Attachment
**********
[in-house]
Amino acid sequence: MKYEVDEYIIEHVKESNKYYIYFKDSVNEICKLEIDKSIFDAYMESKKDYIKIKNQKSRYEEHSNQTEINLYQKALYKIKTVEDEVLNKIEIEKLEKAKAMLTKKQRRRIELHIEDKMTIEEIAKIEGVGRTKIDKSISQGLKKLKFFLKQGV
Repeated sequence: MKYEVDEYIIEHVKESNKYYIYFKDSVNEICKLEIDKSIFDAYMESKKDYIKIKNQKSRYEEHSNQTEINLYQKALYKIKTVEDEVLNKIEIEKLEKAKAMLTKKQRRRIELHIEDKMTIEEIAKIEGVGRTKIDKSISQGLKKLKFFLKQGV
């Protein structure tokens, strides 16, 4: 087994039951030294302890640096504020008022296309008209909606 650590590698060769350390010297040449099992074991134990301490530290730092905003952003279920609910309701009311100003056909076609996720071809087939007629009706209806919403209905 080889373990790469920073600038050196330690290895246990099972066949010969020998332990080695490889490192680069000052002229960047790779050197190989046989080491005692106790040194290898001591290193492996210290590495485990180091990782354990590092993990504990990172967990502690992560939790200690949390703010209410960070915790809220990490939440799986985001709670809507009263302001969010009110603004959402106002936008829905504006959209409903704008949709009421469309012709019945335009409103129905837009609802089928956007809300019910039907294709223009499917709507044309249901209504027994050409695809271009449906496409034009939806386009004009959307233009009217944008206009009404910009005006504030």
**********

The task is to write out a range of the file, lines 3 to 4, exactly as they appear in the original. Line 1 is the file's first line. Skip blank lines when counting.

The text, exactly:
Repeated sequence: MKYEVDEYIIEHVKESNKYYIYFKDSVNEICKLEIDKSIFDAYMESKKDYIKIKNQKSRYEEHSNQTEINLYQKALYKIKTVEDEVLNKIEIEKLEKAKAMLTKKQRRRIELHIEDKMTIEEIAKIEGVGRTKIDKSISQGLKKLKFFLKQGV
């Protein structure tokens, strides 16, 4: 087994039951030294302890640096504020008022296309008209909606 650590590698060769350390010297040449099992074991134990301490530290730092905003952003279920609910309701009311100003056909076609996720071809087939007629009706209806919403209905 080889373990790469920073600038050196330690290895246990099972066949010969020998332990080695490889490192680069000052002229960047790779050197190989046989080491005692106790040194290898001591290193492996210290590495485990180091990782354990590092993990504990990172967990502690992560939790200690949390703010209410960070915790809220990490939440799986985001709670809507009263302001969010009110603004959402106002936008829905504006959209409903704008949709009421469309012709019945335009409103129905837009609802089928956007809300019910039907294709223009499917709507044309249901209504027994050409695809271009449906496409034009939806386009004009959307233009009217944008206009009404910009005006504030």